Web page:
The Supreme Court of Canada today released its decision in British Columbia (Attorney General) v. Malik, reversing the British Columbia Court of Appeal and reinstating the Chambers Judge’s ex parte Anton Piller Order granted to the Province of British Columbia against Ripudaman Singh Malik’s arising from his defence in the Air India bombing trial, in which Mr. Malik and a co-accused were acquitted.
The Province sued in debt, breach of contract, conspiracy, and fraud, seeking reimbursement of over $5.2 million paid to fund Malik’s defence arising from prior judicial proceedings brought by Malik to obtain non-repayable provincial funding for his defence made pursuant to R. v. Rowbotham (1988), 41 C.C.C. (3d) 1 (Ont. C.A.) (the “Rowbotham application”).
The chambers judge relied on the Rowbotham application as grounds for granting the Anton Piller order authorizing the search of the Malik family’s business and residential properties to obtain evidence of fraudulent concealment of Malik’s assets. The British Columbia Court of Appeal set aside the Anton Piller order on the basis that Rowbotham findings and conclusion were largely inadmissible, including on an interlocutory application.
Justice Binnie sets forth the “four essential conditions” for granting an Anton Piller order in Celanese Canada Inc. v. Murray Demolition Corp., 2006 SCC 36,  2 S.C.R. 189:
There are four essential conditions for the making of an Anton Piller order. First, the plaintiff must demonstrate a strong prima facie case. Second, the damage to the plaintiff of the defendant’s alleged misconduct, potential or actual, must be very serious. Third, there must be convincing evidence that the defendant has in its possession incriminating documents or things, and fourthly it must be shown that there is a real possibility that the defendant may destroy such material before the discovery process can do its work. . . . [para. 35]
Binnie, J. disagreed with the B.C. Court of Appeal that an underlying Rowbotham application requires a hearing de novo. Rather, a prior civil or criminal judgment, if relevant, is admissible as prima facie proof in subsequent interlocutory proceedings, unless precluded from by the doctrines of res judicata, issue estoppel or abuse of process. (at paras. 7, 36) .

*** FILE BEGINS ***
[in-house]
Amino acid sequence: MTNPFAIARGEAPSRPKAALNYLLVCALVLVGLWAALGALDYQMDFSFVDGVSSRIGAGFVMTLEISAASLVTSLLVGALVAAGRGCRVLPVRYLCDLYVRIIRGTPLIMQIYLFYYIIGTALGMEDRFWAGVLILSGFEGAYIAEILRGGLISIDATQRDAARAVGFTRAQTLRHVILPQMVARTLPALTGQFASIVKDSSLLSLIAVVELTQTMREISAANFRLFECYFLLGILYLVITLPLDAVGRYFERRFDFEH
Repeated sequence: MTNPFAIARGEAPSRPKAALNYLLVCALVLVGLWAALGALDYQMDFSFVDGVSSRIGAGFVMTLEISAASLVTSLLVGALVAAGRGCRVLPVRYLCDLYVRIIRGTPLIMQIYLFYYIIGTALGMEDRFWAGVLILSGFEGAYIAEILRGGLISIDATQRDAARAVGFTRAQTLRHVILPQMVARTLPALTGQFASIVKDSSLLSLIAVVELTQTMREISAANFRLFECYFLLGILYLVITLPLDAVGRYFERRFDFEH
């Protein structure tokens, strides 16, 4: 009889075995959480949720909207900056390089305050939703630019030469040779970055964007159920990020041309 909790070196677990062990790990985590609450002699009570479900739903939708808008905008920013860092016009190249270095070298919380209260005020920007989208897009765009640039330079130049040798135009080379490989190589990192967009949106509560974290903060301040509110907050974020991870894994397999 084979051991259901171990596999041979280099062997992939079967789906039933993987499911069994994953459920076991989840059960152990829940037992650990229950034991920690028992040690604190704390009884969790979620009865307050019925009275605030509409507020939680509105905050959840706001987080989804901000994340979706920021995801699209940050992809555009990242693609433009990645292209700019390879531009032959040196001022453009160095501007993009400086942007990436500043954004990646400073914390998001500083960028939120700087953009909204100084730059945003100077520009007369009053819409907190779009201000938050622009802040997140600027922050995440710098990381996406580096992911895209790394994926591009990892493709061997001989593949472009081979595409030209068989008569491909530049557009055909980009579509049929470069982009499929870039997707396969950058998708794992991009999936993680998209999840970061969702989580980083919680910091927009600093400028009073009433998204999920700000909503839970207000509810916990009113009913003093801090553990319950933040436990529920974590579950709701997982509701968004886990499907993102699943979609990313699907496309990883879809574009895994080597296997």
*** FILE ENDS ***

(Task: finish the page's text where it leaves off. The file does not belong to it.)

Justice Binnie also rejected the assertion of solicitor-client privilege made by Jaspreet Malik relating to seizure of files from his law office. Binnie, J. noted that Jaspreet Malik, who appeared in person on the appeal, was alleged to be party to the alleged fraud and conspiracy, and therefore no privilege attached to the relevant documents and the few documents in issue were not relevant, not removed and never viewed by the Province (at para. 63).
The Court concludes:
 The chambers judge accepted the Rowbotham findings as prima facie proof of their content, and noted that while Mr. and Mrs. Malik and Jaspreet led evidence at the hearing to set aside the ex parte orders, none of this evidence disputed the transactions relied on by the Province to make the factual case against them. The question of whether the Rowbotham findings were conclusive and binding on the Maliks in this case (which would only have arisen had they made the attempt to adduce evidence to contradict those findings), was not something the chambers judge believed he was required to decide. I agree with the chambers judge that the admissibility of the Rowbotham facts was not dependent on the respondents being foreclosed from challenging them because of issue estoppel or abuse of process.